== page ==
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By Anna Schneider, Speech and Language Hearing Sciences
Advisor: Nancy Creaghead
Presentation ID: 164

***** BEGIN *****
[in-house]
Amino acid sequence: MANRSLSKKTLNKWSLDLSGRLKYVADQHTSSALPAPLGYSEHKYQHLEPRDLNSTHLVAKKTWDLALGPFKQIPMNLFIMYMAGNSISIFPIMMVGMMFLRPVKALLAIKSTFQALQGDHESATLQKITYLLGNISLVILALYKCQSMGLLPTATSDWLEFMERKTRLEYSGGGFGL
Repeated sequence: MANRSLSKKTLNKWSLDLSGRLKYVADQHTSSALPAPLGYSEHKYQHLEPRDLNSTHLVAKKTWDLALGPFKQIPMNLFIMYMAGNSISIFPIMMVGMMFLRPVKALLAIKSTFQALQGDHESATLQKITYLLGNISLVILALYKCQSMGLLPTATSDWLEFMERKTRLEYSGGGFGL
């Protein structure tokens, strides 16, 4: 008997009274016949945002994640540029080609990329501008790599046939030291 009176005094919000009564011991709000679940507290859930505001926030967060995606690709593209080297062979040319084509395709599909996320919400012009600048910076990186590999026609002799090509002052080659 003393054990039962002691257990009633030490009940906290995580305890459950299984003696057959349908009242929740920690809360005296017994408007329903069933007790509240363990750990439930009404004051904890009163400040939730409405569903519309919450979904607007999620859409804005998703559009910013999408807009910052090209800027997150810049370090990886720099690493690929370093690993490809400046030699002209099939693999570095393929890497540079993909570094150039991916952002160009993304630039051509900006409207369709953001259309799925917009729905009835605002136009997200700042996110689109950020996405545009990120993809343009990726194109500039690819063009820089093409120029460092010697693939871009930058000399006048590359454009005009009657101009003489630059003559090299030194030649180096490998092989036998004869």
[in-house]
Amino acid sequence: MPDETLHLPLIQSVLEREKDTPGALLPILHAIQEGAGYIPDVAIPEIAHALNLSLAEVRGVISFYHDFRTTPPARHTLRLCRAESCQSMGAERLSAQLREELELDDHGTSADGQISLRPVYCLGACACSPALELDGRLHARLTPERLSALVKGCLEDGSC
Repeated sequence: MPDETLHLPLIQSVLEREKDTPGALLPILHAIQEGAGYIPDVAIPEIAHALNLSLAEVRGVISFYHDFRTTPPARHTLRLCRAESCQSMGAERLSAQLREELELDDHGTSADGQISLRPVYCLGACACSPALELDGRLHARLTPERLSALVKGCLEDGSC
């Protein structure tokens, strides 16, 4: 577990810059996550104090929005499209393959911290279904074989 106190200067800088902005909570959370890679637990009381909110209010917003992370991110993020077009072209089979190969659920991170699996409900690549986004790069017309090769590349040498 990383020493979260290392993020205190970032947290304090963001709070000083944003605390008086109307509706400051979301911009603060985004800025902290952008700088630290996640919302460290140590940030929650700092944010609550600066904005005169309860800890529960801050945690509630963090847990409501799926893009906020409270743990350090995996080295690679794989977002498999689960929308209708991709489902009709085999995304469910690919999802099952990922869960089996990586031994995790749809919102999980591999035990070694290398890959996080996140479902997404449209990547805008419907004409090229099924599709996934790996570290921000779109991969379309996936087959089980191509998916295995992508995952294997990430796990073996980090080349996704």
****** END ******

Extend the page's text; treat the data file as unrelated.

Abstract: This study investigated the perspectives of school administrators regarding providing speech-language services in the child's classroom versus in the therapy room. Both the American Speech-Language-Hearing Association (ASHA) and the Individuals with Disabilities Educational Act (IDEA) encouraged school-based speech-language pathologists (SLPs) to provide speech and language therapy in the general education classroom rather than in a resource room. Contrary to this recommendation, ASHA reported in 2016 that school-based SLPs provided therapy outside of the classroom setting 18-19 hour per week, while they only provided services in the classroom 4.6 hours per week (ASHA, 2016). Eighteen SLPs were interviewed via a video chat to examine the experiences of school-based SLPS who provide or have provided classroom based services. SLPs answered the following questions related to administers: 1. Was administration supportive of you providing speech and language therapy in the general education classroom? 2. Has administration ever told you that you needed to use one service delivery model? Each interview was transcribed verbatim by two researchers, and the agreement was calculated. The answer to the two questions about administrators were reviewed to determine common themes. SLPs reported that their administrators were supportive of classroom based services, but relied on them to make decision regarding the best service delivery model. Given the fact that school administrators typically do not determine the service delivery model, SLPs report that they consider the child's academic needs, peer modeling, scheduling needs, distractions, and the student's feelings about being singled out.